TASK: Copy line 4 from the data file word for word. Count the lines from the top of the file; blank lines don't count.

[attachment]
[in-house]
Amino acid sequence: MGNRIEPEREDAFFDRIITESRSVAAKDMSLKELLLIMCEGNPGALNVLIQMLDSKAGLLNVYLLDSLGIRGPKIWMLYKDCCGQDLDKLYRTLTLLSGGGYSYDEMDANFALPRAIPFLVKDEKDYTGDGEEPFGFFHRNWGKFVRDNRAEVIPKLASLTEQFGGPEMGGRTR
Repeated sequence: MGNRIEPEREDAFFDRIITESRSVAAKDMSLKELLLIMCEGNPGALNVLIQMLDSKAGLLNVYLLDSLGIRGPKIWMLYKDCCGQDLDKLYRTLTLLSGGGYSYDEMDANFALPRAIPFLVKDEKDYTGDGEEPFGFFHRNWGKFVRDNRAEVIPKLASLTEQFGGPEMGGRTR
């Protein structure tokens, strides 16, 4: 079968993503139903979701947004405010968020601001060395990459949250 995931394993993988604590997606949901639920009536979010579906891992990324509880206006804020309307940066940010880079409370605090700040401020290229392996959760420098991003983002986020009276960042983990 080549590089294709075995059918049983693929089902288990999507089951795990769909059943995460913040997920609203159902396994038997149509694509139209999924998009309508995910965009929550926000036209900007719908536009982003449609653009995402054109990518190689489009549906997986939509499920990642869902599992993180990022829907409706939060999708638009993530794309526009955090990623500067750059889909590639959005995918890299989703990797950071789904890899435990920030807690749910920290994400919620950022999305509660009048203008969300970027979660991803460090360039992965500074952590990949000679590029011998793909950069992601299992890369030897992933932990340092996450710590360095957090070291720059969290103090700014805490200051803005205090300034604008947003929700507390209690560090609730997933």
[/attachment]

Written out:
């Protein structure tokens, strides 16, 4: 079968993503139903979701947004405010968020601001060395990459949250 995931394993993988604590997606949901639920009536979010579906891992990324509880206006804020309307940066940010880079409370605090700040401020290229392996959760420098991003983002986020009276960042983990 080549590089294709075995059918049983693929089902288990999507089951795990769909059943995460913040997920609203159902396994038997149509694509139209999924998009309508995910965009929550926000036209900007719908536009982003449609653009995402054109990518190689489009549906997986939509499920990642869902599992993180990022829907409706939060999708638009993530794309526009955090990623500067750059889909590639959005995918890299989703990797950071789904890899435990920030807690749910920290994400919620950022999305509660009048203008969300970027979660991803460090360039992965500074952590990949000679590029011998793909950069992601299992890369030897992933932990340092996450710590360095957090070291720059969290103090700014805490200051803005205090300034604008947003929700507390209690560090609730997933």